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"You have turned my life around"

I am 87 years old, with a problem of the prostate gland. Before I met Dr. Baum, I went to the bathroom every 30-60 minutes. After Dr. Baum's treatment on my prostate, I go only 5 times per day and only 1 time at night! You turned my life around. I am so very grateful!

-Sidney Daigle

I want to thank you for your due diligence. You saved my life. I highly recommend you!

-Dwight Bastian

Thank you Dr. Baum! Because of you I'm back in the "rodeo"!

-Gerald Wallace


What is hypogonadism?

Testosterone is the male hormone which is mainly produced by the testis. Small quantities are made in other organs (eg adrenal gland), but in a man this contributes only a small amount of the total. Testosterone is a hormone which is released into the blood which will have effects on other parts of the body. When men have a lack of testosterone the condition is termed hypogonadism.

What are the symptoms of hypogonadism?

The symptoms of hypogonadism include loss of libido or reduced interest in sexual activity, erectile dysfunction or ED, reduced facial hair, loss of energy, falling asleep after meals, reduced muscle power and stamina, loss of height, and osteoporosis or brittle bones which may result in fractures of the spine or hips.

How is hypogonadism diagnosed?

The diagnosis is made on the basis of the clinical symptoms described above and confirmed with a blood test measuring the testosterone level.

What is the relationship between prostate cancer and testosterone?

It has been known since the 1940's that severe reductions of testosterone can cause shrinkage of prostate cancer that has spread to the bones, and therefore there has been a concern that raising testosterone levels might cause growth of any hidden prostate cancers. However, a recent study from Harvard has found no connection between higher testosterone levels and prostate cancer, nor did the study find evidence that testosterone treatment causes prostate cancer.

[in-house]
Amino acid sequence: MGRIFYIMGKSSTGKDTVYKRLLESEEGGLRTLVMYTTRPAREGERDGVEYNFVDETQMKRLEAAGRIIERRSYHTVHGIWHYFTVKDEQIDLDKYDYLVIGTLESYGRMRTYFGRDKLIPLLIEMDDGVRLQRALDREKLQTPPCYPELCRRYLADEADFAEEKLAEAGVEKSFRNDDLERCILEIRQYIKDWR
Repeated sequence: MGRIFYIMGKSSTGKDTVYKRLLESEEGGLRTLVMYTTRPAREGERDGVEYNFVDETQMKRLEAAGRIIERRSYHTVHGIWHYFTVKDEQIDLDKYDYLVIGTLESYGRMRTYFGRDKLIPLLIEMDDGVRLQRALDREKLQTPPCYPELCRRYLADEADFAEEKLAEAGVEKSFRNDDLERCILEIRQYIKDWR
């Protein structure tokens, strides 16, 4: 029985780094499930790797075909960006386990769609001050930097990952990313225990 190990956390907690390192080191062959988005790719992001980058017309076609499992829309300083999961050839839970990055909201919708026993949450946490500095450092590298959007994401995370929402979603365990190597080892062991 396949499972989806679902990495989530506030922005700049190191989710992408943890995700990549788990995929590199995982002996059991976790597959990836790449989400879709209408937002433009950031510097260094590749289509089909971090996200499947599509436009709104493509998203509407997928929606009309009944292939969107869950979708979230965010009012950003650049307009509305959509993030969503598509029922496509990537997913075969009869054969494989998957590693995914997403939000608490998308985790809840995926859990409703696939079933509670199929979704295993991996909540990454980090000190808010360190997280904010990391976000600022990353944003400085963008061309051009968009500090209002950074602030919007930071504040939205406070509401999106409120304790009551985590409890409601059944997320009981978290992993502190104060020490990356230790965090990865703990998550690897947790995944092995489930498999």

In fact, studies have demonstrated no difference in prostate cancer incidence among hypogonadal men using testosterone therapy compared to men in the general population.

Can I take testosterone if I have prostate cancer?

Historically, men have been told to avoid testosterone if they have prostate cancer just as women with breast cancer have been told to avoid using estrogens or the female hormone produced by the ovaries. However, if a man who has had a radical prostatectomy or radiation therapy and the PSA remains at the undetectable level after surgery or stable for 24-36 months after radiation, then he might be a candidate for testosterone replacement therapy if he is symptomatic for hypogonadism and he has a decreased testosterone level.

What precautions must I take if I use testosterone and I have a diagnosis of prostate cancer?

  • It is necessary for regular intervals for monitoring of PSA and exams.
  • If the PSA rises, then the testosterone must be discontinued.